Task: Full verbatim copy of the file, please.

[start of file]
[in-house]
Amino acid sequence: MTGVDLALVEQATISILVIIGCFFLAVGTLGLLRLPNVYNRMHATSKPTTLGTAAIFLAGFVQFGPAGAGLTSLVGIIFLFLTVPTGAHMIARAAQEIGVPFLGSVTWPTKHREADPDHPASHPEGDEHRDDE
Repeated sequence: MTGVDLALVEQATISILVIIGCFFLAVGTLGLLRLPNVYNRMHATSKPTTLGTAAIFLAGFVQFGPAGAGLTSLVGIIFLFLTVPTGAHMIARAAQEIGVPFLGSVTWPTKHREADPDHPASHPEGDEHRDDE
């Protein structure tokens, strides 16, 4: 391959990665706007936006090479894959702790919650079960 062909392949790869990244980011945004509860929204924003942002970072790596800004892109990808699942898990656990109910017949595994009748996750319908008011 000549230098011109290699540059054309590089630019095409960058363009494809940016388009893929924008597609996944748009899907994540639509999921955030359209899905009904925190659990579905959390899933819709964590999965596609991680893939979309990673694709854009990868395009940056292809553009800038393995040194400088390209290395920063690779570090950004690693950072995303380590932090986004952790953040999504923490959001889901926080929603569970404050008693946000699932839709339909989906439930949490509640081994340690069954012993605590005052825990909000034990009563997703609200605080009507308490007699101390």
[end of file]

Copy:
[in-house]
Amino acid sequence: MTGVDLALVEQATISILVIIGCFFLAVGTLGLLRLPNVYNRMHATSKPTTLGTAAIFLAGFVQFGPAGAGLTSLVGIIFLFLTVPTGAHMIARAAQEIGVPFLGSVTWPTKHREADPDHPASHPEGDEHRDDE
Repeated sequence: MTGVDLALVEQATISILVIIGCFFLAVGTLGLLRLPNVYNRMHATSKPTTLGTAAIFLAGFVQFGPAGAGLTSLVGIIFLFLTVPTGAHMIARAAQEIGVPFLGSVTWPTKHREADPDHPASHPEGDEHRDDE
């Protein structure tokens, strides 16, 4: 391959990665706007936006090479894959702790919650079960 062909392949790869990244980011945004509860929204924003942002970072790596800004892109990808699942898990656990109910017949595994009748996750319908008011 000549230098011109290699540059054309590089630019095409960058363009494809940016388009893929924008597609996944748009899907994540639509999921955030359209899905009904925190659990579905959390899933819709964590999965596609991680893939979309990673694709854009990868395009940056292809553009800038393995040194400088390209290395920063690779570090950004690693950072995303380590932090986004952790953040999504923490959001889901926080929603569970404050008693946000699932839709339909989906439930949490509640081994340690069954012993605590005052825990909000034990009563997703609200605080009507308490007699101390």